The current economic slowdown has taken a far greater toll on non-citizen immigrants than it has on the United States population as a whole.
There were 11.9 million unauthorized immigrants living in the United States in March 2008. The size of the unauthorized population appears to have declined since 2007.
Half (50%) of all Latinos say that the situation of Latinos in this country is worse now than it was a year ago.
If current trends continue, immigrants arriving from 2005 to 2050 and their descendants will account for 82% of the population growth in the United States during this period, according to new projections from the Pew Research Center.
This statistical profile of the foreign-born population is based on Pew Hispanic Center tabulations of the Census Bureau's 2006 American Community Survey.
Arizona is the first state in the nation to enact a law that penalizes businesses for knowingly hiring unauthorized immigrants.
The 2007 National Survey of Latinos (NSL) coincided with a period of increased local- and state-level legislative actions, and stepped-up enforcement measures that accompanied the growing national debate over illegal immigration.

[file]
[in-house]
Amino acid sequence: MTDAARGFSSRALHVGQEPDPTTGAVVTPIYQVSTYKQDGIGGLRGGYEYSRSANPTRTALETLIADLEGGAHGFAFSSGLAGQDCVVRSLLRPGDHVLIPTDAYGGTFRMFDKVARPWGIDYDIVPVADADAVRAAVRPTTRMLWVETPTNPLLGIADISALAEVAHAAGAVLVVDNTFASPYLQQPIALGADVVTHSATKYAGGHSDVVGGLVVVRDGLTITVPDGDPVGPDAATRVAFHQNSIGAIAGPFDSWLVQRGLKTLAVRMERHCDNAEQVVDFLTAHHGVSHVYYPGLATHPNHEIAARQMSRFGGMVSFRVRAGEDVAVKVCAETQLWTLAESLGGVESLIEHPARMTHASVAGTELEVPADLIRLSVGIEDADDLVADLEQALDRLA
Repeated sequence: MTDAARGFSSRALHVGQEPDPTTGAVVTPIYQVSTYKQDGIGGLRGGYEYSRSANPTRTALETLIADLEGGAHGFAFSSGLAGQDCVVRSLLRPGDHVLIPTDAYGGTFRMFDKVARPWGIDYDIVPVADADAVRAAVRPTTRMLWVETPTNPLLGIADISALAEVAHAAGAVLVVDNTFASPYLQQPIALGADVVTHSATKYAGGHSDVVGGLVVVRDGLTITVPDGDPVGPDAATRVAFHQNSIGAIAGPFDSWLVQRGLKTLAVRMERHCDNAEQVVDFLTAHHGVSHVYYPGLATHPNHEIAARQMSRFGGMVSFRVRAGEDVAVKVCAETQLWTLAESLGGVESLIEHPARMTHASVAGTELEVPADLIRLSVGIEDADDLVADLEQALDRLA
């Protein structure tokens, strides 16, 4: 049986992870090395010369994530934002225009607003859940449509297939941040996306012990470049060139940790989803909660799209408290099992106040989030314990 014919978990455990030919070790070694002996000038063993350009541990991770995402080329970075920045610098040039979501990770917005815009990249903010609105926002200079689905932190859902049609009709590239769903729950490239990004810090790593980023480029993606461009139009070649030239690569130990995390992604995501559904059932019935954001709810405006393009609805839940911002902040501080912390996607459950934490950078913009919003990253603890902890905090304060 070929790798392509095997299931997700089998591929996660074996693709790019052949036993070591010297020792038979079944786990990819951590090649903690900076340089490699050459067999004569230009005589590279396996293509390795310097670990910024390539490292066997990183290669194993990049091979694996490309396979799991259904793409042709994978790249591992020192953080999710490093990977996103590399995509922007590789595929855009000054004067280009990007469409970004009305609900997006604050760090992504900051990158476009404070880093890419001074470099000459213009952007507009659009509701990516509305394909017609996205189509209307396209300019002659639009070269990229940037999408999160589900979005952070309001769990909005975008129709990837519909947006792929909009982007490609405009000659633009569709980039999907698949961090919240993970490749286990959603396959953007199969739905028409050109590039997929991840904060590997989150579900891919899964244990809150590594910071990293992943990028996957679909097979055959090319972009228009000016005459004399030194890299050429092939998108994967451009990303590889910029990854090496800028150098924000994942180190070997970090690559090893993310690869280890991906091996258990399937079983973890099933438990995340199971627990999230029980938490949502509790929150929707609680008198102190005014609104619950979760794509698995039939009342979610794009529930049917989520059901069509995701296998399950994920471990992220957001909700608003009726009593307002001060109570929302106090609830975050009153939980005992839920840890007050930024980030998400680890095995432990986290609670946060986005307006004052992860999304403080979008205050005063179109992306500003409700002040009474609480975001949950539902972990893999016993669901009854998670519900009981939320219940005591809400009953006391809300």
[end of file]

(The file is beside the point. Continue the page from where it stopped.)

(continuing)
Hispanics in the United States are feeling a range of negative effects from the increased public attention and stepped-up enforcement measures that have accompanied the growing national debate over illegal immigration.
Nearly all Hispanic adults born in the United States of immigrant parents report they are fluent in English. By contrast, only a small minority of their parents describe themselves as skilled English speakers.
Most Latino immigrants maintain some kind of connection to their native country by sending remittances, traveling back or telephoning relatives, but the extent to which they engage in these transnational activities varies considerably.